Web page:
Israel’s dramatic nation-building process was based on our being a free and democratic society with respect for “the different” and “the other.” Without a strong democracy, there is no strong Israel.
b) Social justice – Israel, as a country of immigrants, has aimed at creating equal opportunity and social services for the most needy with significant success.
Yet in recent years, the rich have become richer and the poor have become poorer, while the wide middle class suffers under the yoke of a high cost of living.
The protest movement has highlighted the lack of just distribution in our society, bringing hundreds of thousands to the streets and squares in the 2011 Israeli Spring.
The middle class is the backbone of our society – and its representatives must be part of offering a “New Deal” for Israel’s economy and society. A new deal regarding fair taxation, affordable health costs for all (not “Bibicare”), affordable housing (not just for settlers and friends of Shas), affordable education (including higher education with greater subsidies for all) and the economic strengthening of the weakest sectors: the periphery, the haredim and the Israeli- Arabs. This can be financed by the next government with three conditional policies:
• A significant reduction in the defense budget (along the lines of the Trajtenberg recommendations);
• Ceasing to pour money – hundreds of million shekels every year – into the settlements;
• Attracting the international private sector to invest in our economy.
All these necessary conditions depend to a large degree on our ability to promote a peace process within a framework of good international relations, particularly with the United States.
c) Peace and security – Although Netanyahu and Shelly Yacimovich seem to be in agreement that the issue of peace in the region should be sidelined, this is the most critical and necessary component of any social, economic and constitutional reform in Israel. In America, it may be “the economy, stupid,” but in Israel it’s “the peace...”
Without a serious process leading to a two-state solution, the next government will lead our country to a binational state, to being a minority in our own country, with apartheid and without democracy and social justice. Therefore the new agenda for Israel must center around the effort to revive the peace process with the Palestinian Authority, based on the Barack Obama and Bill Clinton visions.
If our next government adopts these American plans, we will not only have a Palestinian partner in Ramallah, but it will also bring Egypt, Jordan and Turkey closer to us fostering regional cooperation – both critical in the aftermath of the Arab Spring. Such policies would also make for a more potent anti-Iran coalition in order to prevent it from developing nuclear arms and to confront growing Muslim radicalism and violence in the broader region.
d) Part of the family of nations – Our current policies and the bellicose discourse of our foreign minister have isolated us in the international scene more than ever before. Israel’s popularity ratings are plunging in Europe, not to mention in the rest of the world. In the United States there is a great discomfort with our prime minister’s meddling in the presidential elections on the side of Mitt Romney, Paul Ryan and Sheldon Adelson.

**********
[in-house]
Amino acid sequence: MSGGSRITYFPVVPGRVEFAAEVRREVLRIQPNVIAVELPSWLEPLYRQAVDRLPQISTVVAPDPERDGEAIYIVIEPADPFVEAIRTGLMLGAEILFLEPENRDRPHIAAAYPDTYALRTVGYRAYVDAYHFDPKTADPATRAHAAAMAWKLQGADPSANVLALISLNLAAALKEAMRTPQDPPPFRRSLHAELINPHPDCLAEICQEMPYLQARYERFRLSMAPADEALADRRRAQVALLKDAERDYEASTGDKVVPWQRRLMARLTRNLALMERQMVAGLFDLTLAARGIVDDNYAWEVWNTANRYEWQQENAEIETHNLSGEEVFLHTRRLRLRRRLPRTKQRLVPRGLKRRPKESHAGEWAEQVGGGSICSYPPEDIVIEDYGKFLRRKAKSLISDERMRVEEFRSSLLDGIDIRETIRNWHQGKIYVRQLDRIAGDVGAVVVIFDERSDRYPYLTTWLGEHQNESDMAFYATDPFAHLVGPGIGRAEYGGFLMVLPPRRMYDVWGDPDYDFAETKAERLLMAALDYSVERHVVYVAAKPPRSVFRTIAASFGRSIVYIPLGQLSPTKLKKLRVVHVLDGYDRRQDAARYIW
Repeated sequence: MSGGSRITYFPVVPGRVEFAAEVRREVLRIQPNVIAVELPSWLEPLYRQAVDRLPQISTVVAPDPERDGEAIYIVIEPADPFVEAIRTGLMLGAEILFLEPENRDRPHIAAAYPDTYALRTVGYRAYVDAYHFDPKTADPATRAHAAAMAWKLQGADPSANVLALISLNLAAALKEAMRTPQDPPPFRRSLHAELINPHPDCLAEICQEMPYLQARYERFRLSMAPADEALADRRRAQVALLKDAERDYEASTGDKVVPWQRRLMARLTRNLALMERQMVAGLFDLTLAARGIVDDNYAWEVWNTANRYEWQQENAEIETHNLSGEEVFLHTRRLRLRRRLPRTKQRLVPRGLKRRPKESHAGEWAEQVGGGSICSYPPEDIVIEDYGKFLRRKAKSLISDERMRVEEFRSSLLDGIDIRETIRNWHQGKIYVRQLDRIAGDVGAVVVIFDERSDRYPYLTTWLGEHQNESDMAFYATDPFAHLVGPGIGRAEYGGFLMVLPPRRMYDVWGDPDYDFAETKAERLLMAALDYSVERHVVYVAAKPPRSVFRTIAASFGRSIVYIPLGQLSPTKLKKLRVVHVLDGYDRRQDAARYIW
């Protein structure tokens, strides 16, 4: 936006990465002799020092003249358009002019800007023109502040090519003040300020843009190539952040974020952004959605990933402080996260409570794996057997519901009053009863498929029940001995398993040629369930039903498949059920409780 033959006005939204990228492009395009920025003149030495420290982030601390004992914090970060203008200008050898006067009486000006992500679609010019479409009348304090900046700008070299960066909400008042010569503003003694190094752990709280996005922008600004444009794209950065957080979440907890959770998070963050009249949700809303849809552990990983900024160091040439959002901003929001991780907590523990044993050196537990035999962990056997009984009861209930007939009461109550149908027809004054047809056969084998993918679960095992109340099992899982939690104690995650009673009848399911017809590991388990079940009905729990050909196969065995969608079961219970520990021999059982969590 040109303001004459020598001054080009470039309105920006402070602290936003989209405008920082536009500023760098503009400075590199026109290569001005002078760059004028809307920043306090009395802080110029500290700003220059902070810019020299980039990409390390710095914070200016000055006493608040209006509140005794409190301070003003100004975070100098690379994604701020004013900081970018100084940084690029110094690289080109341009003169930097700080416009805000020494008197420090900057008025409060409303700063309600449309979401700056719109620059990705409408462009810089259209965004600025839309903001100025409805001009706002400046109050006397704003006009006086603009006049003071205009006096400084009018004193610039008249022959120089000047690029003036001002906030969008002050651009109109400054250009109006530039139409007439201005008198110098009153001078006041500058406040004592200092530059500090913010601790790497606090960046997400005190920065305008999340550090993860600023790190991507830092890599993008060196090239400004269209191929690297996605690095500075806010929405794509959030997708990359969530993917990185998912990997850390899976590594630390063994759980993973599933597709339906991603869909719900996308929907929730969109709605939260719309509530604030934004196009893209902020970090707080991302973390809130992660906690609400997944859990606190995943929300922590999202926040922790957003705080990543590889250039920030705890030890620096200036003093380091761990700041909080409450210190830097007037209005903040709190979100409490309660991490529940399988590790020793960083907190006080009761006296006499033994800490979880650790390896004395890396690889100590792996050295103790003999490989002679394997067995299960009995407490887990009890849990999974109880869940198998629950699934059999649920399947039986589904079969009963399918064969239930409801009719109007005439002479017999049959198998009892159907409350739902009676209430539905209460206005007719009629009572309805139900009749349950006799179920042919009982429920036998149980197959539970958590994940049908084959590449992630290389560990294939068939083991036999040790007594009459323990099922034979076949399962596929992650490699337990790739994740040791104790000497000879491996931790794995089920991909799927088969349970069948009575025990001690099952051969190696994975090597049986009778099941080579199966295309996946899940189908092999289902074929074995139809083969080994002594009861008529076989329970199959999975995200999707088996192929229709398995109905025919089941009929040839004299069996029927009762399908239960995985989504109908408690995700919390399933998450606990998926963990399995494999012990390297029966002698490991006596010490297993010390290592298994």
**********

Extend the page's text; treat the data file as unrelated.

We are a small country, very dependent on international support. In a world that is increasingly moved by collective diplomacy, we can be either part of international coalitions or out of them, isolated and even boycotted. A new Israeli foreign policy must adjust to the existing international system and to values which will strengthen our national security.
Israel, with the establishment of the new right-wing alignment, is at a historic crossroads. We have to make a choice on January 22 between two very different policies, sets of values and worldviews. Between on the one hand the view of the new extreme Right of a greater Israel at the expense of a Jewish democracy, of a “greater Israeli” at the expense of the middle class, the minorities, the Left and the values of our founding fathers and of an Israeli “go it alone” policy at the expense of our place among the nations and our relations with our number one strategic ally.
Or, on the other hand, a new agenda for Israel, of a stronger democracy, rejecting racism, with social justice for the middle class, with an active peace and security policy in coordination with the United States.
The new agenda will have to be carried by the political forces from the Center-Left. These forces and leaders should above all formulate, clearly and courageously, their policy platform, rather than battle about who should be in which electoral list and place – putting country before ego. The best people should come to the forefront, Olmert, Livni, Lapid, Yacimovich, maybe with disillusioned moderates from what was the Likud, and, who knows, maybe even with Arye Deri, in a composition, united or not, that can give our people a chance to choose between two conflicting visions of our future.
The writer is president of the Peres Center for Peace and served as Israel’s chief negotiator for the Oslo Accords.